In this latest episode of the Meet the Board series on Tuning In to the C-Suite podcast, Managed Healthcare Executive's Peter Wehrwein and Briana Contreras speak with Rodrigo Cerda, vice president of clinical care transformation at Independence Blue Cross in Philadelphia. Rodrigo is a newer member of MHE's Editorial Advisory Board and in the discussion he shared a bit about himself such as what his personal goals were. The focus of the discussion highlighted a pipeline of clinical care and what's to come, as well as looking at virtual care.
Below is a brief Q&A of the conversation with Rodrigo:
Q: You say that you're working in the innovation pipeline and you have all these bowls of candy in front of you. Could you just tell us about maybe one or two of the projects in the pipeline that you're most excited about and where you have some data, that they're accomplishing this transformation in clinical care?
A: Yeah, well I can tell you about two types of examples. There's two types of ways that we fund these kind of new initiatives. One is for things that are truly new, and then need development. We actually have a grant program. This year is the first year that we've we've done a kind of open grant application and give out a million dollars worth of grants for four new things. And across five grants, those are going to be announced shortly.
But I can tell you one that we've done in a prior year. And then the other aspect of it is where there's a good initiative. There's proof that it works in other settings, but we don't pay for it, and our providers don't do it. And so we need to figure out how to do both of those things. And I can give you an example of that. So an example of a grant: we've been working closely together with Penn medicine and their innovation center. You know, I think that there were the we had three grants last year, they ranged from an initiative that helps to have a better transition from the emergency room to home. So it gets them, you know, has that evaluation in the emergency room, sets them up with all the services they're going to need and technology enablement so that rather than getting admitted, you can divert some of those people to home. There's a few others where you breathe better together, one that was focused on COPD, chronic obstructive pulmonary disease, people who come in and out of the hospital all the time, and have problems that you could theoretically catch earlier. And so it's a way of really monitoring their symptoms and their needs. So that you know, rather than waiting until the time when they're definitely going to have to be admitted. It's really proactively taking care of them. And it uses a pretty innovative text based platform. So it's kind of high tech, low tech. Both of those are in progress now. So we don't have results on those yet.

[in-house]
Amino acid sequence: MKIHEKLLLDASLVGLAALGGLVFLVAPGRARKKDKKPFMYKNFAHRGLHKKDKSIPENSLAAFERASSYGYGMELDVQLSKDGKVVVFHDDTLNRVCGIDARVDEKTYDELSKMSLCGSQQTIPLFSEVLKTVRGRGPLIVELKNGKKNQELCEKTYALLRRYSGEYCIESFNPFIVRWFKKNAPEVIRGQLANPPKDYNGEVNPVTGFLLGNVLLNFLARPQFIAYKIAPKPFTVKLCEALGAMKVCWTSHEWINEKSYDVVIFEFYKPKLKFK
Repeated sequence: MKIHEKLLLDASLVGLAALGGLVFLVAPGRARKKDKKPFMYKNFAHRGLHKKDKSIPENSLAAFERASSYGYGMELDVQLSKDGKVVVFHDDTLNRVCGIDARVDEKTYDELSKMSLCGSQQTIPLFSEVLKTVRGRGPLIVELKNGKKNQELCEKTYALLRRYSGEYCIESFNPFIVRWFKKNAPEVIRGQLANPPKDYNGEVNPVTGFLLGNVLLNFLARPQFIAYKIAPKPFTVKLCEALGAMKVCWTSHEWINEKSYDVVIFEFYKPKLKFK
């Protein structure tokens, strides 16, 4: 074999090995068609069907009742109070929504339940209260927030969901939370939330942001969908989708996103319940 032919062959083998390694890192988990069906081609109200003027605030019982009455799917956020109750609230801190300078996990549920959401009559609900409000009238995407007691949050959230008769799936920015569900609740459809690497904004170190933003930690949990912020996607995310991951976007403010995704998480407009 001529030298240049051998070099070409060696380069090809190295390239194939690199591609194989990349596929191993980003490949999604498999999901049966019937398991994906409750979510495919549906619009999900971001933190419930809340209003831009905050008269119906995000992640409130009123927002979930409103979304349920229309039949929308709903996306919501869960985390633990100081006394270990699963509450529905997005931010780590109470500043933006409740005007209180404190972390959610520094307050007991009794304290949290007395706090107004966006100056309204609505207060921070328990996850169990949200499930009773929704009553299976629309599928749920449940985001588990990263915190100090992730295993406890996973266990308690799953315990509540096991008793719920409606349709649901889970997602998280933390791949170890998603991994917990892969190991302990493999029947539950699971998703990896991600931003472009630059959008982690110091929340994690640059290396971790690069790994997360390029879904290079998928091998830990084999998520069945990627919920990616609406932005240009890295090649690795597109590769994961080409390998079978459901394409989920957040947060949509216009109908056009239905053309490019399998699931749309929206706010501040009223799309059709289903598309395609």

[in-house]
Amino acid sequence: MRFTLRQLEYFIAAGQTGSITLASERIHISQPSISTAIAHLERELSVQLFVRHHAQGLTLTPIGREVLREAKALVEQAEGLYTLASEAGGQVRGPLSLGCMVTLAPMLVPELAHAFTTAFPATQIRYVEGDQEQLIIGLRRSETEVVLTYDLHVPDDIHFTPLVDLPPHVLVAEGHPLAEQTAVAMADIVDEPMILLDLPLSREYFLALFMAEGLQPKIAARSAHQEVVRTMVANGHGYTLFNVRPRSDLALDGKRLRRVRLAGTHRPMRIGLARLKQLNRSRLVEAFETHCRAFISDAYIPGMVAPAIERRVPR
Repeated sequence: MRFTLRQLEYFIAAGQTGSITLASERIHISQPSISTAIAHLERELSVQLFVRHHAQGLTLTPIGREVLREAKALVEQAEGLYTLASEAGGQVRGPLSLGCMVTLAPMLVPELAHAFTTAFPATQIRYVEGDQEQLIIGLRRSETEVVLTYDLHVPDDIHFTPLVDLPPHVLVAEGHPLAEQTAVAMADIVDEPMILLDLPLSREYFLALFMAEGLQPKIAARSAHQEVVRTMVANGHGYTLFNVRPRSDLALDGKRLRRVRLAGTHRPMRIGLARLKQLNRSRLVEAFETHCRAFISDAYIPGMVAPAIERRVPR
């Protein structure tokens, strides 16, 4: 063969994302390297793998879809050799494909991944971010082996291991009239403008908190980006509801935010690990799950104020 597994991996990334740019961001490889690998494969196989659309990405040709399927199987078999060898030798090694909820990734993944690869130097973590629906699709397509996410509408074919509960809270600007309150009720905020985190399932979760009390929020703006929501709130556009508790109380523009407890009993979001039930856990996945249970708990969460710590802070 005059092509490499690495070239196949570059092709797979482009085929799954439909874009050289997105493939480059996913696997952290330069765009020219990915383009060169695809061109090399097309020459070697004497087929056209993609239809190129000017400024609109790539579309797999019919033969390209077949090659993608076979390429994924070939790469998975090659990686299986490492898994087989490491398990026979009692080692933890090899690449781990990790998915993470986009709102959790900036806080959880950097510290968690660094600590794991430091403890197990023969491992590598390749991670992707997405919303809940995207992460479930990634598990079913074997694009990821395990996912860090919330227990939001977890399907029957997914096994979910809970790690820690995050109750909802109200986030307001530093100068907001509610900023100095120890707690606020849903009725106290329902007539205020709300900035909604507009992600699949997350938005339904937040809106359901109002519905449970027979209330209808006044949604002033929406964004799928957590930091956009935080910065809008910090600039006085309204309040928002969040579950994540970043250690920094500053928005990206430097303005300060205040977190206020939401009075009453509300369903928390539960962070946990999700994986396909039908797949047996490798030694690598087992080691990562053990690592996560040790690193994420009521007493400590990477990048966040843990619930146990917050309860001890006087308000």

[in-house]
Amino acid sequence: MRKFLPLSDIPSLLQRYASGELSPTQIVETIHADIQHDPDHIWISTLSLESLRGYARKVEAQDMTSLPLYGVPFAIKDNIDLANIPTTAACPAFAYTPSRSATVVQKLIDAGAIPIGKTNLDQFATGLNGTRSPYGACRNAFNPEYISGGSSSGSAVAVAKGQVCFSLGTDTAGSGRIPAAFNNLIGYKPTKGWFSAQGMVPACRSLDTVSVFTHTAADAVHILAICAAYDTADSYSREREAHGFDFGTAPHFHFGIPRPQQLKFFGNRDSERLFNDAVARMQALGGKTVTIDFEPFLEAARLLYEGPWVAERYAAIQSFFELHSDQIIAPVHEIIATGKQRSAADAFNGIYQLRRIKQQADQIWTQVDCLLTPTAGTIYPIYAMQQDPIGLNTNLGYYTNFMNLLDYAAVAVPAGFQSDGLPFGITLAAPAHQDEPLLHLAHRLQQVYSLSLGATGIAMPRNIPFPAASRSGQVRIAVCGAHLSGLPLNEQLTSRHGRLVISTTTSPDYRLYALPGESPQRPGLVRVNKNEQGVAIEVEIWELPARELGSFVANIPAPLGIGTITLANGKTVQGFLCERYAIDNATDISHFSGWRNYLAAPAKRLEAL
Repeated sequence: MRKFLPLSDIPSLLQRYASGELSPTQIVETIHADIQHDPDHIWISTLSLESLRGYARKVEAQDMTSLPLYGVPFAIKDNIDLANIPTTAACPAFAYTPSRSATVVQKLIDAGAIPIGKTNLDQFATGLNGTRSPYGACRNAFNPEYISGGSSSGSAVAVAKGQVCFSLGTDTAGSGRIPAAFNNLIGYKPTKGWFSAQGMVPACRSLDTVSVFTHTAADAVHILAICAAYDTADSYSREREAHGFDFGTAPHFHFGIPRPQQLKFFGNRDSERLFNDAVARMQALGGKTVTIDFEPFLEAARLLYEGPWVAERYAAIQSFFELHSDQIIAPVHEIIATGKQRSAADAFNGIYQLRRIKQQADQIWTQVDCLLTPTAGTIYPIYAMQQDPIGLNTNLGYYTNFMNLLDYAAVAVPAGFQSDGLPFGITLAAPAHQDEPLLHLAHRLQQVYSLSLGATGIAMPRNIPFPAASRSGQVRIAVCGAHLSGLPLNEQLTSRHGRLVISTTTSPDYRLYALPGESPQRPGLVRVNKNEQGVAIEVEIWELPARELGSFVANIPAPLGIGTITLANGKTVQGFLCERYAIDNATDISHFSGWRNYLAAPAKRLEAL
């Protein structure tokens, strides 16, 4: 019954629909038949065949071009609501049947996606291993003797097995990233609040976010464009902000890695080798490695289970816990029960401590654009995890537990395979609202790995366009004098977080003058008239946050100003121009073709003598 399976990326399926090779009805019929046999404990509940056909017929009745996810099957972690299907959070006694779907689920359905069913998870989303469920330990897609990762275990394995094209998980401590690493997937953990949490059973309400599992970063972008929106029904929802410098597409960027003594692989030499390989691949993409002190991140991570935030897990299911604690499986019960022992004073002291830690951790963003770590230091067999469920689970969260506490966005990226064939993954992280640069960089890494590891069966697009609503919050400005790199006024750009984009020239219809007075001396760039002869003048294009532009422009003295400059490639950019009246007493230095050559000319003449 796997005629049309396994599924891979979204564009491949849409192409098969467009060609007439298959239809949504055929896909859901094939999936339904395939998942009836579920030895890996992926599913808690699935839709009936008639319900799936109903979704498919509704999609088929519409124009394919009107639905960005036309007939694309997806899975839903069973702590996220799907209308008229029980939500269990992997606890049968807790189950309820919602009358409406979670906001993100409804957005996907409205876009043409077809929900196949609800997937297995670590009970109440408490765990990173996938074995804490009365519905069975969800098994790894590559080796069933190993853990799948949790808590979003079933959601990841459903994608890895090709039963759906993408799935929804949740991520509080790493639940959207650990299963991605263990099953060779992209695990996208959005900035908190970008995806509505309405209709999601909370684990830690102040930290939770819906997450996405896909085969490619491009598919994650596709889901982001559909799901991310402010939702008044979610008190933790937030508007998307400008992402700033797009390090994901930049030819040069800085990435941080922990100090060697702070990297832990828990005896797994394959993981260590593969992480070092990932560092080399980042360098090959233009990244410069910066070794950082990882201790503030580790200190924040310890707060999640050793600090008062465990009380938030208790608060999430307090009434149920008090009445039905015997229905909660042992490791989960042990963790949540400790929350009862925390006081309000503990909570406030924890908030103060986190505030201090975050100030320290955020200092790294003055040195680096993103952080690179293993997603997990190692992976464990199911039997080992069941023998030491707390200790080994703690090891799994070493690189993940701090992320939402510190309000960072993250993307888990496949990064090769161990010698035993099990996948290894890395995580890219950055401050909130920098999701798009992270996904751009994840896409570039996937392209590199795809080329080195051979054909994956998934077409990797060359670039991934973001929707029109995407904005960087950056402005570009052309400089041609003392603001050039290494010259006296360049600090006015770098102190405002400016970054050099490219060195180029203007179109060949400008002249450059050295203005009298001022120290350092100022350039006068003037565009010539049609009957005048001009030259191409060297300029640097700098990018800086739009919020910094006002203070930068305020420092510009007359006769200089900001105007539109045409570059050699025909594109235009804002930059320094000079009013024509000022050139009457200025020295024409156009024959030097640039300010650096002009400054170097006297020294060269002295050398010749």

There's another example: we have been working with a local cardiology group on doing telemonitoring for heart failure. So, you know, these people with heart failure you know, have chronic problems. They sometimes have issues with managing how much fluid builds up in their bodies. And, you know, if something bad happens with their heart or they eat too much salt, they can have fluid buildup. And you know, then they have trouble breathing and even sometimes trouble absorbing meds. And so a lot of times they end up having to come into the hospital and spend five days trying to get them back to normal. And so the idea there is to have a better telemonitoring scale, pulse oximeter to see how their oxygen levels, blood pressure, and cough are. We'll have the cardiology group on top of these patients that are always coming in and out of the hospital. The hypothesis there is that they can keep them out of the hospital as well. So that one is is also in development and enrolling now. So a lot of these things are all kind of hot off the presses. And maybe if you talk to us this time next year, we'll have great results to share.